Like we always do at this time, today Ca Va Cool presents the 20 albums we collectively overplayed and played loud in 2012. The first half of our list includes some faithful R&B from the unlikely state of Colorado, past CVC favourites both noisey and subdued, psychedelic rock from the West coast of Australia, cinematic Neil Young covers, coming-of-age rap from the city of Compton, a new indie rock superduo of sorts, and turn of the century hipsters growing up. Don’t read too much into that last one, we’ll continue our list-making ways for years to come.

Photograph by Florian Reimann

20. How to Dress Well – Total Loss

It’s quite possible that 2012 will be remembered as the year that R&B re-entered the zeitgeist. It’s not only been an important year for the genre on a commercial level, but for the first time in decades we’ve been reminded of just how advancing it can be. Tom Krell, like his contemporaries Frank Ocean, Abel Tesfaye (The Weeknd), Miguel, and Solange, is a vanguard, and Total Loss, his second LP, is a turning point, where R&B became less about a type of content and more about a type of sound, less rooted in the story of a race and more rooted in the story of a person. Krell is a white guy from Colorado who learned about R&B through a childhood affinity for Whitney Houston and Michael Jackson. On Total Loss he not only creates a beautiful and wrenching exploration of chronic depression, he also manages to deliver the single best ode to Houston since her passing, on album standout ‘& It Was You’. — Sal Patel

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— , December 18, 2012    1 Comment

Photograph by Sarah Cass

Welcome back to Ca Va Cool’s best albums of 2009. The first half of our list featured Wolf Parade off-shoots, a band experiencing a grand reunion, and an array of talented newcomers. Our top ten features the heavy hitters, the very best 2009 had to offer. Our contributors battled mercilessly to formulate this list. We emerge bloodied and bruised, confident that these are ten albums that will stand the test of time. Without further ado, here are Ca Va Cool’s top albums of ’09.

Photograph by Annie Powers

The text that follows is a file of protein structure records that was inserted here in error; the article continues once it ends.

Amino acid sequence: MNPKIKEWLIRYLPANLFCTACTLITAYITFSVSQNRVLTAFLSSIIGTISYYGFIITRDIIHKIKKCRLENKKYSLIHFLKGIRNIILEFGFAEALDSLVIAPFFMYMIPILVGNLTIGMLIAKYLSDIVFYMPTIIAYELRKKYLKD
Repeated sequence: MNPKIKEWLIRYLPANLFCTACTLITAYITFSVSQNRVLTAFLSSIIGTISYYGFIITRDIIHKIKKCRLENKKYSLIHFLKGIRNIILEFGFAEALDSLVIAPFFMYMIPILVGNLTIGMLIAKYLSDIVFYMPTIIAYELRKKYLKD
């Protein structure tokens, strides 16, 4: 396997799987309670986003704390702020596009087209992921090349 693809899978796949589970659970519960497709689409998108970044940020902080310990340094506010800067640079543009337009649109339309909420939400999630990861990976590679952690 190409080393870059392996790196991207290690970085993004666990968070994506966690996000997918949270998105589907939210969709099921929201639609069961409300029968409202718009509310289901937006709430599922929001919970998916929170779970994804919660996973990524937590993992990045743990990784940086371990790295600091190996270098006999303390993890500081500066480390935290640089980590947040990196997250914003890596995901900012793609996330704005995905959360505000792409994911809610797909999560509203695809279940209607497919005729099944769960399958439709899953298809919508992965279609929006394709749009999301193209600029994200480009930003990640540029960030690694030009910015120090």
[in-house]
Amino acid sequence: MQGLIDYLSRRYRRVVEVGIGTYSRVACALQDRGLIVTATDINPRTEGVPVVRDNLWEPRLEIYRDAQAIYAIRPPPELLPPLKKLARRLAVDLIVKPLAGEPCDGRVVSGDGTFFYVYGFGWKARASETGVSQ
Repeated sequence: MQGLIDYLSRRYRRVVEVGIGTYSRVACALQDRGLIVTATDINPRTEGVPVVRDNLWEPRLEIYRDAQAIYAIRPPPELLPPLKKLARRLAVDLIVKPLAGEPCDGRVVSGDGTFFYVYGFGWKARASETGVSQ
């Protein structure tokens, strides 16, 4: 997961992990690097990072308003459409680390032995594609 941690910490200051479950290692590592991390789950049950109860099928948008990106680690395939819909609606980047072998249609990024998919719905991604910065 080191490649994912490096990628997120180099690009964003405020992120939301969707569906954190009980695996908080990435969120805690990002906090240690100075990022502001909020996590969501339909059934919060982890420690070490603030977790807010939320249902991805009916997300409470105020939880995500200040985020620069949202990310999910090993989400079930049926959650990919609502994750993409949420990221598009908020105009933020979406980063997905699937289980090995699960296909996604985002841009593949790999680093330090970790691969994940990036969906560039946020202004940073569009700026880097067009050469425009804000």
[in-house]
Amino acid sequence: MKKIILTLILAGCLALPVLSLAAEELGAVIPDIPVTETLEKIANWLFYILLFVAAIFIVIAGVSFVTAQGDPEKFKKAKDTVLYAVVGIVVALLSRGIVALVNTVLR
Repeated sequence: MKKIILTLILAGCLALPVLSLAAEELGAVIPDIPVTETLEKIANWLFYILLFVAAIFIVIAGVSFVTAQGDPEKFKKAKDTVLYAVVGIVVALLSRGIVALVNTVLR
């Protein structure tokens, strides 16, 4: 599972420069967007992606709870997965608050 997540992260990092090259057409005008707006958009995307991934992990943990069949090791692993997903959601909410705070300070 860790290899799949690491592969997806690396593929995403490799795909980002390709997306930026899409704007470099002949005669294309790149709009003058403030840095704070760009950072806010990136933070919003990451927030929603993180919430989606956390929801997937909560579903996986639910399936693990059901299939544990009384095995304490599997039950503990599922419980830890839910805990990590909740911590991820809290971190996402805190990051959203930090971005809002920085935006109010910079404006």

Photograph by Annie Powers

10. The Pains of Being Pure at Heart (Slumberland)

Gather around children and let me tell you the tale of four New York indie poppers who dubbed themselves The Pains of Being Pure at Heart. In their sugar-coated world all songs were dreamy, dense melodies drenched in saccharine sweet vocals and jangly guitar. Lyrics were emotional proclamations with dark undertones disguised beneath cute refrains and gumdrops. Teenage angst, sexual yearning, misdirected emotions, drug analogies and scattered profanities flowed with their overt sweetness and apparent levity in a musical dichotomy; the battle against light and dark arranging itself into aural beauty. Nothing less could be expected from a troupe of troubadours named after a children’s book and channeling broken hearts of the past into a C86 revival. What will become of the courageous quartet in the new year? The story is to be continued. In the meantime, we can lose ourselves in my favourite track about library love from their self-titled debut album released this year on Slumberland Records. — Sabrina Diemert

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— , December 26, 2009    2 Comments
The xx

Photograph by Owen Richards

Following in the footsteps of jj and ZZ Top, the xx are the latest band to draw their name from the highest scoring letters in Scrabble. Every bit as brooding as their appearance, they are also far warmer than looks may suggest. Their debut is both remarkably subdued and highly emotional, an amazing feat for a young band. Droning guitars and synthesized drumbeats serve mostly as background to the shared vocal stylings of  Romy Madley Croft and Oliver Sim. Male/female double vocals are nothing new, but where other bands would play up the melodrama, the xx keep it deliciously understated, with passion bubbling just below the surface.

Album opener ‘Intro’ is likely one of the most effective introductions to a band I’ve heard in recent years. The components of the band are seen in glimpses, whetting the listener’s appetite for the rest of the material. The album is at its strongest on the duets between the co-vocalists, particularly the singles ‘Crystalized’ and ‘Basic Space’. Croft’s soulful vocals contrast with Sim’s more straight-forward delivery, while the simplistic but effective guitars create just the right atmosphere.

Full credit must be given to the production done by multi-instrumentalist Jamie Smith. Eschewing studio trickery, the comparatively minimalistic production allows the band’s strengths to shine through. Having already toured with the Big Pink, another buzzworthy group actually worthy of the buzz, the xx appear to have a bright future ahead of them.

The xx – Crystalized
The xx – Basic Space
The xx – Shelter

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— , October 7, 2009    1 Comment